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Foreclosures Cause Many Problems
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Foreclosures have hit Riverbank hard like every other place. Driving around town, you cannot help but notice the forlorn signs, the empty homes sometimes located several in a row, the once green lawns turning brown in the heat.

Estimating the numbers of foreclosures within the city is difficult. But the City of Riverbank has a map compiled from title company reports that attempts to show the number and approximate location of foreclosures.

"We have 191 dots on this map. It needs updating. This is a figure from three weeks ago. There are more coming in every day," said City Clerk Linda Abid-Cummings.

While they appear to be clustered in the Crossroads area, the newest and most expensive area of residential development, foreclosures are scattered all over town including a considerable number in the Sterling Homes development on South Roselle Avenue and in the States Streets. Some of the dots even lie in the long established River Cove subdivision and the oldest parts of the city to the northeast between the Stanislaus River and Patterson Road.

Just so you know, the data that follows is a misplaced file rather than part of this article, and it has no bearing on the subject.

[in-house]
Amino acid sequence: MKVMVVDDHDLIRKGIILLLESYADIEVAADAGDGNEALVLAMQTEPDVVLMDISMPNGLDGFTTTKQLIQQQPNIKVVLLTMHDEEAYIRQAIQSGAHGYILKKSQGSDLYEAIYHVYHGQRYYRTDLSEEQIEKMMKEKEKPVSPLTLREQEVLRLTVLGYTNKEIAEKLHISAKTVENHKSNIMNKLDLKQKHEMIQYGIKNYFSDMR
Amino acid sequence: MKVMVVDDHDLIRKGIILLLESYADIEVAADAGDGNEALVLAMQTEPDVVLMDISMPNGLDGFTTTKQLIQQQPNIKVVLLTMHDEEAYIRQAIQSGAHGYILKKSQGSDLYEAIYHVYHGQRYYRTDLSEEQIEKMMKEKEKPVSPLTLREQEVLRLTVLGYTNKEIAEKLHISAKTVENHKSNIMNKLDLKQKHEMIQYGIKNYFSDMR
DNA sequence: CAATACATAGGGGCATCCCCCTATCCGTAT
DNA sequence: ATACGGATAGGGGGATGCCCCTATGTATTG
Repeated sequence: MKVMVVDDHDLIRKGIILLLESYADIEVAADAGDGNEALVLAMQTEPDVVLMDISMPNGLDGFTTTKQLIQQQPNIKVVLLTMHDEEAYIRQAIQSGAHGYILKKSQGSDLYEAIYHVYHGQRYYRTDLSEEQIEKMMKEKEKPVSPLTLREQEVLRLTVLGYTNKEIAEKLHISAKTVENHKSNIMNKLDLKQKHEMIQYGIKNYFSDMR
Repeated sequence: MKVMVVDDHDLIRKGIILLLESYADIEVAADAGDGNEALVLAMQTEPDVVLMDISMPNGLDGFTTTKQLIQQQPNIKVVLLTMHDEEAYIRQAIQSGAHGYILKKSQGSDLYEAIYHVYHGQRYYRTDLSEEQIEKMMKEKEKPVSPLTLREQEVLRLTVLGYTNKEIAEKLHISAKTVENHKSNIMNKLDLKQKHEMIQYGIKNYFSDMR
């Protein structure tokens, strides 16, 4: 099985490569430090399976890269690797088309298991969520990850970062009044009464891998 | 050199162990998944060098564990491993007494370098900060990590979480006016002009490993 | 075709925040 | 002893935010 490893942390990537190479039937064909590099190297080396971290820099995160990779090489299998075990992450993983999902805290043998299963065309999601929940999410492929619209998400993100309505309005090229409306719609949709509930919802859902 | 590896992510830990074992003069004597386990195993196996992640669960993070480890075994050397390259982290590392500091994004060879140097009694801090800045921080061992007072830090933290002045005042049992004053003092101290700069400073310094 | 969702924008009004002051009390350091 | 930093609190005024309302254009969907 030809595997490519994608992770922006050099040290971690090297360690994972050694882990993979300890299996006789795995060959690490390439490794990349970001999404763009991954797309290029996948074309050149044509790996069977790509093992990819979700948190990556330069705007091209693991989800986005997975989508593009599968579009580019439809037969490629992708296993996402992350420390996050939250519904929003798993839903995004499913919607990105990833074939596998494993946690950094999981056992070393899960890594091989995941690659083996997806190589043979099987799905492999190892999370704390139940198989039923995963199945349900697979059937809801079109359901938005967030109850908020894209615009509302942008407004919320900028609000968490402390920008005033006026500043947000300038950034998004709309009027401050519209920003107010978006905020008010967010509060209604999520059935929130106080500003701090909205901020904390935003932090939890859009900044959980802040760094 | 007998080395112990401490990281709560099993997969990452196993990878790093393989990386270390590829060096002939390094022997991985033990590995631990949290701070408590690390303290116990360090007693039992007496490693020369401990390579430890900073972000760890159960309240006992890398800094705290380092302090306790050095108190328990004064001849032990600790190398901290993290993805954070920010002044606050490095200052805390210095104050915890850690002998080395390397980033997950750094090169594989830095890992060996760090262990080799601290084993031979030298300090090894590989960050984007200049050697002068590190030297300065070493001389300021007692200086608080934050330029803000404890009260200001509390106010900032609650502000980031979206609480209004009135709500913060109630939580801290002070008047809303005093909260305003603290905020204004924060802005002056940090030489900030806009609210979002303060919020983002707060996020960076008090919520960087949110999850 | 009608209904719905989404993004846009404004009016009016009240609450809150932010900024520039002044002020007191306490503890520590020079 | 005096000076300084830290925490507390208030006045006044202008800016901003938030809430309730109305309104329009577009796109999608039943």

Estimating 3.5 people per household, that means 700 people or a sizeable chunk of the city's 20,000 residents are looking for a new home, Abid-Cummings added.

Council briefly discussed several months ago the possibility of vandals, burglars and vagrants moving in on empty homes apart from the negative effect that neglected lawns and buildings have on neighbors' property values.

Police Chief Tim Beck acknowledged some investment owners and property management companies have called about burglars and squatters and the police "deal with reports" as they come in.

"But there are so many foreclosed homes around, some have signs and some don't, there are too many for us to patrol," Beck said. "We can't be trying all the doorknobs. We tell them it's their property and their responsibility."

He did ask neighbors, however, to be good neighbors and report any suspicious activity they see at an empty house and promised a deputy will respond.

Neighborhood Improvement Officer Michelle Garcia has found her duties much increased by the foreclosures.

"Boarding up places has not been necessary yet. There are only about 20 places in bad shape. We've been lucky compared with most towns," she said.